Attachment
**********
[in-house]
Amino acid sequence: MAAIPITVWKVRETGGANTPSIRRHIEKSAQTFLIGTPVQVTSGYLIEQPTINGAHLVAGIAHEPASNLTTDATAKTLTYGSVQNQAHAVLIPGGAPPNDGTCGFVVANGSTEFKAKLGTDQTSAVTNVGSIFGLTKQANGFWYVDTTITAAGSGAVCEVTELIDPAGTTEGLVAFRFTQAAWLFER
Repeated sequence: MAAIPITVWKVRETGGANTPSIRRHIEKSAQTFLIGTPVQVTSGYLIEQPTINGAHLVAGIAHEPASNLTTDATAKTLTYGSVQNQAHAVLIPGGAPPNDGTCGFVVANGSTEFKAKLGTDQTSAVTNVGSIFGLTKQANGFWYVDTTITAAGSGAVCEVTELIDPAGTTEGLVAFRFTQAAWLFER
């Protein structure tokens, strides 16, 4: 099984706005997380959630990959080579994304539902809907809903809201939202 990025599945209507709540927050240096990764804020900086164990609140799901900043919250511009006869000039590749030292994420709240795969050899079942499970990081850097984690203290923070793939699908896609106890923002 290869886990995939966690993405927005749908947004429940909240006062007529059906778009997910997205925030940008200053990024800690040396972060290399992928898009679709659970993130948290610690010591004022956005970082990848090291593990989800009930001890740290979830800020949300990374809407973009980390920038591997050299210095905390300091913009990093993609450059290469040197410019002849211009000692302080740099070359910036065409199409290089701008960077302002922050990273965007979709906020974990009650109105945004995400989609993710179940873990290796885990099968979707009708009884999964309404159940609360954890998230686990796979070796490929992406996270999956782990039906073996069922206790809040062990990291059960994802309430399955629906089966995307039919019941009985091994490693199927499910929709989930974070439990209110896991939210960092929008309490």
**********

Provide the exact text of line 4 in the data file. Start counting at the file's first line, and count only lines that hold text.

């Protein structure tokens, strides 16, 4: 099984706005997380959630990959080579994304539902809907809903809201939202 990025599945209507709540927050240096990764804020900086164990609140799901900043919250511009006869000039590749030292994420709240795969050899079942499970990081850097984690203290923070793939699908896609106890923002 290869886990995939966690993405927005749908947004429940909240006062007529059906778009997910997205925030940008200053990024800690040396972060290399992928898009679709659970993130948290610690010591004022956005970082990848090291593990989800009930001890740290979830800020949300990374809407973009980390920038591997050299210095905390300091913009990093993609450059290469040197410019002849211009000692302080740099070359910036065409199409290089701008960077302002922050990273965007979709906020974990009650109105945004995400989609993710179940873990290796885990099968979707009708009884999964309404159940609360954890998230686990796979070796490929992406996270999956782990039906073996069922206790809040062990990291059960994802309430399955629906089966995307039919019941009985091994490693199927499910929709989930974070439990209110896991939210960092929008309490």